2012 in Birds: Highlights from the Year
Photo: Michael Rosenbaum
2012 was a big year—and not just because the world almost ended twice. We experienced scientific breakthroughs, tragedies, and victories…for birds, of course! Check out some of the past year’s big avian-related news stories.
Power Plants, Go on a Carbon Diet! (Audubon Magazine, March 2012) For the first time in United States history, the federal government set carbon emissions limits on power plants, the largest source of planet-warming carbon-dioxide. The new EPA-created regulations, aim mostly at coal, which provided 42% of America’s electricity in 2011
Woodpeckers Could Protect Us from Concussions (Audubon Magazine, April 2012) Woodpeckers, who tap incessantly at trees to obtain food, have developed bones that so well protect their heads from impact injury that scientists are looking at replicating this cranial bone structure in human headgear.
Long-Lasting BP Damage for Baby White Pelicans (Audubon Magazine, May 2012) Minnesota’s
white pelicans still feel the damage from the BP oil spill—and recent testing shows they are passing on residues to their eggs.
Managing All of Alaska’s Resources (Audubon Magazine, June 2012) For the first time ever, the U.S. government developed a management plan for the National Petroleum Reserve-Alaska that includes provisions for both the area’s oil and wildlife.
Dry Days for Birds (Audubon Magazine, August 2012) Last year’s horrible drought killed thousands of animals, including birds, fish, mussels, and deer and created ideal conditions for invasive species.
Birdwatching Still a Popular American Pastime (Audubon Magazine, August 2012) More than 46 million Americans consider themselves birdwatchers, according to a U.S. Fish and Wildlife Service report. Many take this to mean that efforts to get people outside are working.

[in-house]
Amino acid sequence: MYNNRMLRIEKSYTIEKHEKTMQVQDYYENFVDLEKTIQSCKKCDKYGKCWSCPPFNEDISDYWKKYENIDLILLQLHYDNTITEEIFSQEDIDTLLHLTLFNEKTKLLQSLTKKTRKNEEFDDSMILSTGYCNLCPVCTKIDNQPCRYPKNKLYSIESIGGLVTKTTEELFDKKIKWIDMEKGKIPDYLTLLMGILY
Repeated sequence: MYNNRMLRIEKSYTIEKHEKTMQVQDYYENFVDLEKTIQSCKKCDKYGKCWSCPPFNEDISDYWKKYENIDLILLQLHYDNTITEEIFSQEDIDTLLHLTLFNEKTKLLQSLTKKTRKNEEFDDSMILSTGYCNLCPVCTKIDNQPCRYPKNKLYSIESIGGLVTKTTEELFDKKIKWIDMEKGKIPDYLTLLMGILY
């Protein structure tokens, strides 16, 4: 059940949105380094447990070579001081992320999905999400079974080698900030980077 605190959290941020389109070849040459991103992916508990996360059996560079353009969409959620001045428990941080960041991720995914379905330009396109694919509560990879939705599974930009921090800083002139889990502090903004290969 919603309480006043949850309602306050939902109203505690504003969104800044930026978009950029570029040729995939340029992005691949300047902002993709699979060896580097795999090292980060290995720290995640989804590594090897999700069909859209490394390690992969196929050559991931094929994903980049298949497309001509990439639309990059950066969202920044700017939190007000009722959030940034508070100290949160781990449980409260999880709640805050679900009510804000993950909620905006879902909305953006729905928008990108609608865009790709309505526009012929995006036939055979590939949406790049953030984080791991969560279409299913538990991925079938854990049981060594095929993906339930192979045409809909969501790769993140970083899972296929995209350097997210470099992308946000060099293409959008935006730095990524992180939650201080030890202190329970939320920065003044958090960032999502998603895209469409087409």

The Hidden Bird Killer: Windows (University of Alberta, September 2012) More than 22 million birds die in Canada every year from hitting windows, according to a new study. One common fatality cause: placing birdfeeders too close to houses and buildings.
Sandy Creates Roadblocks for Migratory Birds (Audubon Magazine, November 2012) Hurricane Sandy affected native and migratory birds, displacing many in the latter group and even pushing them offshore.
BP Owns Up (Audubon Magazine, November 2012) After two years, BP agreed to plead guilty to 14 criminal charges related to the disastrous oil spill in the Gulf of Mexico and pay $4.5 billion in fines.
Between Dinosaurs and Birds (Discovery News, Nov. 21, 2012) Evidence is mounting that modern birds descended from non-avian dinosaurs that had feathers and could glide.
So that was last year—a good year for birds, truly, but we still have a long way to go. In 2013, be sure to stop by our blog often, check out our magazine, and get involved! Click here to find your local chapter of the National Audubon Society. Let’s make 2013 the best year for birds yet!!--/end tags-->